Superior Court judge orders Sarno mayor to appoint civilian police commission
SPRINGFIELD, Mass. (WWLP) – A major decision for the city of Springfield.
A Hampden Superior Court judge ordered Mayor Domenic Sarno to appoint a civilian police commission.
The start of a police council would mean the elimination of a single police commissioner role and instead the Springfield Police Department would have a chief of police with a council that would have five civilian commissioners.
If implemented, these civilian residents of Springfield, who are appointed by the mayor, have the power to hire, fire, and discipline Springfield police officers.
The chief of police would oversee the day-to-day operations of the department instead of a single commissioner with all those powers as is the case now.
In a statement to 22News Springfield, Mayor Domenic Sarno said, among other things:
We have long expected this case to finally be decided by the Massachusetts Courts of Appeals. This is the first step and we look forward to the next step in this process.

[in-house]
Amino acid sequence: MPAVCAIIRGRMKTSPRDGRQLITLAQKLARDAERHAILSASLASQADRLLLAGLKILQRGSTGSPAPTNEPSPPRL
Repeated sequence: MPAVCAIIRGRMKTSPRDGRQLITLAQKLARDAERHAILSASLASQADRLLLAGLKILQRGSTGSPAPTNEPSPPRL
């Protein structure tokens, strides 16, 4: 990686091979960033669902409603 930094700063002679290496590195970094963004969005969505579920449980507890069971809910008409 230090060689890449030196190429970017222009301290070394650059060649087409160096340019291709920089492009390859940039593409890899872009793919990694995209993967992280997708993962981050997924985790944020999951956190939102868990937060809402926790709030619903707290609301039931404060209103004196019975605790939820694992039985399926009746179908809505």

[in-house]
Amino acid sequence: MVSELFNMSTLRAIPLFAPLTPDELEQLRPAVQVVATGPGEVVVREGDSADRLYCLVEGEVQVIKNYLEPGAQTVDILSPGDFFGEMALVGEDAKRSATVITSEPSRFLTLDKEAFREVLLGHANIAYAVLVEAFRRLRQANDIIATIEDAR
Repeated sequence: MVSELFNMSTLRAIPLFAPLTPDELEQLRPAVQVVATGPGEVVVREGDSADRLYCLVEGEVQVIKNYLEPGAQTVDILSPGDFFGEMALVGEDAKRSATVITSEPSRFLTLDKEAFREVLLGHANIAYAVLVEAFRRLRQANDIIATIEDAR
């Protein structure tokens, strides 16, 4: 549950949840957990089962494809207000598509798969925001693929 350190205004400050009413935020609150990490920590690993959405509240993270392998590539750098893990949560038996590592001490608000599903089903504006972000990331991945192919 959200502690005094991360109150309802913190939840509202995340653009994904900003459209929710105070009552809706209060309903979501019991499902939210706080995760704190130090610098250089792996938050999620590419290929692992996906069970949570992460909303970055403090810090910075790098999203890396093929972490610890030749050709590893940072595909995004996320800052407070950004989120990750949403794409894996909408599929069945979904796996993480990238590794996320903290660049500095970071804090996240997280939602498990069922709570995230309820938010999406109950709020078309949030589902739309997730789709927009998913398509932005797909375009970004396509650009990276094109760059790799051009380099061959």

Domenic J. Sarno, Mayor of Springfield
Springfield Councilman and State Representative Orlando Ramos also responded to the court’s decision. In a statement to 22News, he said:
As President of Public Safety, I am very pleased with the court’s decision in this case. I have voted several times in favor of the Civilian Police Commission Ordinance; in fact, it was the very first bill that I attached my name to when I was first elected to public office in 2013. I did it because I think it’s a system that would allow for greater accountability; and this is consistent with the reforms that many of us fought so vehemently to implement within the Springfield Police Department.
Orlando Ramos, State Representative and Springfield City Councilman
The move comes after the Springfield City Council twice voted to pass a police commission, which the mayor of Sarno vetoed in 2016 and 2018, but the council overruled both times. .
The Springfield City Council then went a step further and voted to allow two attorneys to sue for the city to enforce the council’s vote on creating a civilian board of police commissioners.
The last time Springfield had a five-member commission was in 2005.